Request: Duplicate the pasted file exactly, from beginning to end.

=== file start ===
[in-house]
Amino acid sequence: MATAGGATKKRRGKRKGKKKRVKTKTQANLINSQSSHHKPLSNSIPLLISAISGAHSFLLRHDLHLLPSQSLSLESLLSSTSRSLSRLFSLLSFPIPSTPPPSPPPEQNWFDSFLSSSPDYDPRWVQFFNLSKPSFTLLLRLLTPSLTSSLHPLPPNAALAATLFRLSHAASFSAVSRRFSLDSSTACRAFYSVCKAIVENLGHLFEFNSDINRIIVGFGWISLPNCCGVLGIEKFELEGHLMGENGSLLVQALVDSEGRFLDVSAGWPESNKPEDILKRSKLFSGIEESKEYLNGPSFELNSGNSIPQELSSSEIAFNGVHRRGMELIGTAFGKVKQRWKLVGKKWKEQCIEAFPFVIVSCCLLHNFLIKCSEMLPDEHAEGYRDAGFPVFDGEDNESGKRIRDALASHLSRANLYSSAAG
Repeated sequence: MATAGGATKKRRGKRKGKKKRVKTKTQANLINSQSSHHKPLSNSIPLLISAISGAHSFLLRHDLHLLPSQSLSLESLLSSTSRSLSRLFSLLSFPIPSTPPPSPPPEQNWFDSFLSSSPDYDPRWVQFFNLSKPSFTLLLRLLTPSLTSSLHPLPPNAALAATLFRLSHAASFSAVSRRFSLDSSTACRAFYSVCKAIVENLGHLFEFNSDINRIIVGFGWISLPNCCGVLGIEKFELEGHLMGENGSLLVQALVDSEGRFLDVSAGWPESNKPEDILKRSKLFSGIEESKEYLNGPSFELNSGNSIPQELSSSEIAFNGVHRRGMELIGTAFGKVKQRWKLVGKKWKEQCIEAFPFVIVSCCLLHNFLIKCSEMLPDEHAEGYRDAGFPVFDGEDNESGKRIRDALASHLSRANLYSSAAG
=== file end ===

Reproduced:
[in-house]
Amino acid sequence: MATAGGATKKRRGKRKGKKKRVKTKTQANLINSQSSHHKPLSNSIPLLISAISGAHSFLLRHDLHLLPSQSLSLESLLSSTSRSLSRLFSLLSFPIPSTPPPSPPPEQNWFDSFLSSSPDYDPRWVQFFNLSKPSFTLLLRLLTPSLTSSLHPLPPNAALAATLFRLSHAASFSAVSRRFSLDSSTACRAFYSVCKAIVENLGHLFEFNSDINRIIVGFGWISLPNCCGVLGIEKFELEGHLMGENGSLLVQALVDSEGRFLDVSAGWPESNKPEDILKRSKLFSGIEESKEYLNGPSFELNSGNSIPQELSSSEIAFNGVHRRGMELIGTAFGKVKQRWKLVGKKWKEQCIEAFPFVIVSCCLLHNFLIKCSEMLPDEHAEGYRDAGFPVFDGEDNESGKRIRDALASHLSRANLYSSAAG
Repeated sequence: MATAGGATKKRRGKRKGKKKRVKTKTQANLINSQSSHHKPLSNSIPLLISAISGAHSFLLRHDLHLLPSQSLSLESLLSSTSRSLSRLFSLLSFPIPSTPPPSPPPEQNWFDSFLSSSPDYDPRWVQFFNLSKPSFTLLLRLLTPSLTSSLHPLPPNAALAATLFRLSHAASFSAVSRRFSLDSSTACRAFYSVCKAIVENLGHLFEFNSDINRIIVGFGWISLPNCCGVLGIEKFELEGHLMGENGSLLVQALVDSEGRFLDVSAGWPESNKPEDILKRSKLFSGIEESKEYLNGPSFELNSGNSIPQELSSSEIAFNGVHRRGMELIGTAFGKVKQRWKLVGKKWKEQCIEAFPFVIVSCCLLHNFLIKCSEMLPDEHAEGYRDAGFPVFDGEDNESGKRIRDALASHLSRANLYSSAAG